I was 12 years old when I was sexually assaulted for the first time.

Are you sure you’re a girl? You don’t look like one. You look like a boy. I bet you have a penis.

I was greeted every day by these words for a month. A boy at my middle school constantly questioned my gender. You’re a boy, he would say. You gotta be. You act like one, look like one, smell like one.

I ignored these words even though they stung and replayed in my head every night like a broken record. When I saw him at school, I would give him the cold shoulder, even though his words penetrated the force field I was trying to build around me.

One day after school, he saw me in the hallway. It was empty and mostly everyone had gone home. I wanted to turn around and run. Instead, I kept walking forward, trying to hold my head high.

“Hey,” he called after me, “where do you think you’re going?”
“Home,” I said, and kept walking.
As I passed him, a hand reached out and grabbed my elbow. “Not so fast,” he snapped at me, “you still have to prove to me that you’re not a boy.”

With those words, he pushed me against the wall of the hall and forced his hands in places that nobody had ever touched before.

That was the last time he ever called me a boy. The incident went unnoticed and unreported. I felt embarrassed, weak, and ashamed of myself. My fear of that boy skyrocketed and I dreaded seeing his face every day. I never told anybody. It became my dirty secret. But why was I so quiet? Why was I so embarrassed and ashamed? And why did it take me six years to realize that I was sexually assaulted?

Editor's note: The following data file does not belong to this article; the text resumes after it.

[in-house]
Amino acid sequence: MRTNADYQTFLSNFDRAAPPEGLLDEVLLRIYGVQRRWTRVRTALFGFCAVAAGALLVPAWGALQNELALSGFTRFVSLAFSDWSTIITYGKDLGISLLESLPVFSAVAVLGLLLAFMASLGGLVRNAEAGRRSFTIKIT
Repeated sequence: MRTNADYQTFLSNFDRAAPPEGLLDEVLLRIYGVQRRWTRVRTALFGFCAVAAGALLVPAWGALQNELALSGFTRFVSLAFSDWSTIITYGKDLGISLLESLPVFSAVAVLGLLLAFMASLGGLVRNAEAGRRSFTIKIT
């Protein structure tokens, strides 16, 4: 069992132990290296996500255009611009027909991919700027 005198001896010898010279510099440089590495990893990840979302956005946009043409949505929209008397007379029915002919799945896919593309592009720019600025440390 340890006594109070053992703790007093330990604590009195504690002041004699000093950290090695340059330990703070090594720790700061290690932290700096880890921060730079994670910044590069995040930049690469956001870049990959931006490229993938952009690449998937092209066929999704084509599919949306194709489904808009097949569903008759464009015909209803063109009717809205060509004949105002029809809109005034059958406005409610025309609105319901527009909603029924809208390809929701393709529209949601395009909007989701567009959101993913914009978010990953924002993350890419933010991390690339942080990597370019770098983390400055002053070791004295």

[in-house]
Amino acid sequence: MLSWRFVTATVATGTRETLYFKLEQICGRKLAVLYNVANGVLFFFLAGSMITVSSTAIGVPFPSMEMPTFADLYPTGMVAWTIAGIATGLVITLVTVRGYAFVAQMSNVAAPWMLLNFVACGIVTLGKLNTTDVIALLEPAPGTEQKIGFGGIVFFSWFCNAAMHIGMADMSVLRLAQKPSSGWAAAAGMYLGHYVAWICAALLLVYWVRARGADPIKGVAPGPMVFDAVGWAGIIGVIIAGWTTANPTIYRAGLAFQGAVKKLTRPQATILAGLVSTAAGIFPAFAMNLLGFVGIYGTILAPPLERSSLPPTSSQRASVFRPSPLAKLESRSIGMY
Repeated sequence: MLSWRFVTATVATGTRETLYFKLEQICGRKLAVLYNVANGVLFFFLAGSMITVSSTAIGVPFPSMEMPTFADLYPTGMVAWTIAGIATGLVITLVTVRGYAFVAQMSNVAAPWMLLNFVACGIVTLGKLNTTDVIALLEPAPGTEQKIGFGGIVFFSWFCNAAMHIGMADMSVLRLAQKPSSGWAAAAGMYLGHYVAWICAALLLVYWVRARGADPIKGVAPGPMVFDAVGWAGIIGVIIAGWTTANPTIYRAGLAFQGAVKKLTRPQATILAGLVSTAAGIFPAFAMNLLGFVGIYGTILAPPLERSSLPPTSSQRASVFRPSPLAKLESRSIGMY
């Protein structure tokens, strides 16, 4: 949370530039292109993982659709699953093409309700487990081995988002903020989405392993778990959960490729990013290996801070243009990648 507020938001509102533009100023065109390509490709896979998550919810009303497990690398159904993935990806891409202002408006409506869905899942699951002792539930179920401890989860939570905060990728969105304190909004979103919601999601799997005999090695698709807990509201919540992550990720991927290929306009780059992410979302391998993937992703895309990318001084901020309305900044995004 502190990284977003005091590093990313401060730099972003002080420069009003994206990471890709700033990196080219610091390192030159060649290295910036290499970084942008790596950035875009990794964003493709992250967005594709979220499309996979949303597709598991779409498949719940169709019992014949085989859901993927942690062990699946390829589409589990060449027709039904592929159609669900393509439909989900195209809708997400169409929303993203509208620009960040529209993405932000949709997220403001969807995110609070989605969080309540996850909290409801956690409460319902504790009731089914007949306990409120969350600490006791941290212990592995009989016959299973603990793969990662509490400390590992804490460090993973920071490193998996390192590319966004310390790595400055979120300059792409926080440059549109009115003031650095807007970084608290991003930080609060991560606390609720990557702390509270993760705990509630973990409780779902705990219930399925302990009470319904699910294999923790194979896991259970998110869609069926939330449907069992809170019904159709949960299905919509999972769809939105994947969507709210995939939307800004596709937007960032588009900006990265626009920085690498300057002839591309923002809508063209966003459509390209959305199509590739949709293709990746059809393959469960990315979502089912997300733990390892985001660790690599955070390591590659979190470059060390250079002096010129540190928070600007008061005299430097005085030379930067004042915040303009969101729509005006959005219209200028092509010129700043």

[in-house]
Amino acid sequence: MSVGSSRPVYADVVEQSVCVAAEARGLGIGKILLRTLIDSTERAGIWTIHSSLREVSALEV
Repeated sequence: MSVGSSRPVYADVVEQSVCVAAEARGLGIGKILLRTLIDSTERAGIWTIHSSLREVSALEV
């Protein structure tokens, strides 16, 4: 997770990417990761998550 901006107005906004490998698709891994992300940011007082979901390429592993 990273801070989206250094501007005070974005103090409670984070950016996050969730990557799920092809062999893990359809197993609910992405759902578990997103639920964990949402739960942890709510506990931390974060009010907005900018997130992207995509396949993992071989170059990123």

Everyone is familiar with middle school sex education, and almost everyone got “the talk” from their parents. But one thing that is typically not discussed from a young age - whether it’s through the birds and the bees talk or middle school sex ed - is consent and what can arise without it.

In fact, many of our youth find out about sexual assault and sexual harassment through movies, TV, and the news. Think Grease, when a boy hides under the bleachers to look up a girl’s skirt. Or Legally Blonde, when the teacher hits on Reese Witherspoon. A domino effect ensues, and monkey see, monkey do. If our kids are seeing sexual assault and harassment only in a humorous light, then kids are going to learn that it’s just not that big of a deal. In fact, we laugh at it. Because of this, we see sexual assault and harassment more frequently and at younger ages.  

So what can we do to change this? The obvious fix: teach them young. What if sexual assault and harassment - what they are, their consequences, their dangers - were part of sex ed curriculum? If we ingrained consent, respect, and an understanding of sexual assault into school lessons, we would not only reach our youth before the media could, but they would also be equipped with the knowledge of how pervasive and damaging rape culture is in our society.

Our youth would be raised on the ideas of respect, boundaries, and consent. They wouldn’t be raised to be a part of it; they would be raised to fight against it.

Ghandi once said, “If we are to reach real peace in this world…we shall have to begin with children.” If we want to put an end to rape culture, then we need to start with educating our kids.